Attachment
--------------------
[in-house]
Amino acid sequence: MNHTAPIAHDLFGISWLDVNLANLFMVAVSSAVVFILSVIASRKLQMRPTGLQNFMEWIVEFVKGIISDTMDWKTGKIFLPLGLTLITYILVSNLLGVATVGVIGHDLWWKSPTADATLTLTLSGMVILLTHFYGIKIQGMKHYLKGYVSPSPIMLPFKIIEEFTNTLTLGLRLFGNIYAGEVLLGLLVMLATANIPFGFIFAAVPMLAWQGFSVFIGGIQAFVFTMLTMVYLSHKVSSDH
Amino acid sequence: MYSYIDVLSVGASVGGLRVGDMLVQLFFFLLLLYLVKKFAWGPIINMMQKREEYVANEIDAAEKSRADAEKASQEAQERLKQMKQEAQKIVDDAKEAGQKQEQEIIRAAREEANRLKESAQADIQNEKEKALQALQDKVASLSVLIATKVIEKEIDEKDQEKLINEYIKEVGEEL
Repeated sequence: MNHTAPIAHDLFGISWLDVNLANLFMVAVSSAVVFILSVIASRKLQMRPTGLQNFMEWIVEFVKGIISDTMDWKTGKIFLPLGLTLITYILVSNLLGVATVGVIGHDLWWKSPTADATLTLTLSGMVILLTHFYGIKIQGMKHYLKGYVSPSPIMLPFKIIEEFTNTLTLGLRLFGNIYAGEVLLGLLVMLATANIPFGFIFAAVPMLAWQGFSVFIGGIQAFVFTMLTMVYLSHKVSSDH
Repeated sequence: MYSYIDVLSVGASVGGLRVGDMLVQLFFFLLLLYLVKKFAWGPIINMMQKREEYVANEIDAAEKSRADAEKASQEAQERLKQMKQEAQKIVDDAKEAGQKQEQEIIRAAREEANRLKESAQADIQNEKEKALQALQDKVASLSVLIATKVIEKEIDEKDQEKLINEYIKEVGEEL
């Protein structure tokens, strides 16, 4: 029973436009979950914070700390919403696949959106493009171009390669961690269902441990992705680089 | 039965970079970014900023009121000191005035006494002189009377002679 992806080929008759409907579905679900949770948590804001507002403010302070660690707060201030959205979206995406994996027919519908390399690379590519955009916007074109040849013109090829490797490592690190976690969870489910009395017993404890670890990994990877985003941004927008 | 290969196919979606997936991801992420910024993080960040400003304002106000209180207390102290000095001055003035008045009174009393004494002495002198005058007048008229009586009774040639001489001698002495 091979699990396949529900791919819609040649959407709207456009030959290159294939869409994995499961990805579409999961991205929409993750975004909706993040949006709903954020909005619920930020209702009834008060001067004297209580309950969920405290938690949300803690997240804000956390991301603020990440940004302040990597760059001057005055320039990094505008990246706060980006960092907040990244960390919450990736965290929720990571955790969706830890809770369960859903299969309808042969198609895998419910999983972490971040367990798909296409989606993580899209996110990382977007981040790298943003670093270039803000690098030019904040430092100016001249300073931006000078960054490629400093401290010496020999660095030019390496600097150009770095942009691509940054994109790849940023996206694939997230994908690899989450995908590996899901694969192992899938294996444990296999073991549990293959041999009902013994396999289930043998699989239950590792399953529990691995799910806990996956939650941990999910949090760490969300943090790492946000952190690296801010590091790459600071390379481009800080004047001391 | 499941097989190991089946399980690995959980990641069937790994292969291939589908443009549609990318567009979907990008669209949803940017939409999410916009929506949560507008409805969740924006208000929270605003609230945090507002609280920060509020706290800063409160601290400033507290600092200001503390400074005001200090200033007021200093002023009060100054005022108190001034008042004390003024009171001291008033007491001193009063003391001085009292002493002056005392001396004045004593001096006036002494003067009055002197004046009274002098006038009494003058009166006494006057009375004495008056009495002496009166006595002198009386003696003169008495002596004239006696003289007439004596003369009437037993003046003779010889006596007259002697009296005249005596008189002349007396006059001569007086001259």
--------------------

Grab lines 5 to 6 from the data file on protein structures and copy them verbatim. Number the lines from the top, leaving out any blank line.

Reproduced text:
Repeated sequence: MYSYIDVLSVGASVGGLRVGDMLVQLFFFLLLLYLVKKFAWGPIINMMQKREEYVANEIDAAEKSRADAEKASQEAQERLKQMKQEAQKIVDDAKEAGQKQEQEIIRAAREEANRLKESAQADIQNEKEKALQALQDKVASLSVLIATKVIEKEIDEKDQEKLINEYIKEVGEEL
């Protein structure tokens, strides 16, 4: 029973436009979950914070700390919403696949959106493009171009390669961690269902441990992705680089 | 039965970079970014900023009121000191005035006494002189009377002679 992806080929008759409907579905679900949770948590804001507002403010302070660690707060201030959205979206995406994996027919519908390399690379590519955009916007074109040849013109090829490797490592690190976690969870489910009395017993404890670890990994990877985003941004927008 | 290969196919979606997936991801992420910024993080960040400003304002106000209180207390102290000095001055003035008045009174009393004494002495002198005058007048008229009586009774040639001489001698002495 091979699990396949529900791919819609040649959407709207456009030959290159294939869409994995499961990805579409999961991205929409993750975004909706993040949006709903954020909005619920930020209702009834008060001067004297209580309950969920405290938690949300803690997240804000956390991301603020990440940004302040990597760059001057005055320039990094505008990246706060980006960092907040990244960390919450990736965290929720990571955790969706830890809770369960859903299969309808042969198609895998419910999983972490971040367990798909296409989606993580899209996110990382977007981040790298943003670093270039803000690098030019904040430092100016001249300073931006000078960054490629400093401290010496020999660095030019390496600097150009770095942009691509940054994109790849940023996206694939997230994908690899989450995908590996899901694969192992899938294996444990296999073991549990293959041999009902013994396999289930043998699989239950590792399953529990691995799910806990996956939650941990999910949090760490969300943090790492946000952190690296801010590091790459600071390379481009800080004047001391 | 499941097989190991089946399980690995959980990641069937790994292969291939589908443009549609990318567009979907990008669209949803940017939409999410916009929506949560507008409805969740924006208000929270605003609230945090507002609280920060509020706290800063409160601290400033507290600092200001503390400074005001200090200033007021200093002023009060100054005022108190001034008042004390003024009171001291008033007491001193009063003391001085009292002493002056005392001396004045004593001096006036002494003067009055002197004046009274002098006038009494003058009166006494006057009375004495008056009495002496009166006595002198009386003696003169008495002596004239006696003289007439004596003369009437037993003046003779010889006596007259002697009296005249005596008189002349007396006059001569007086001259």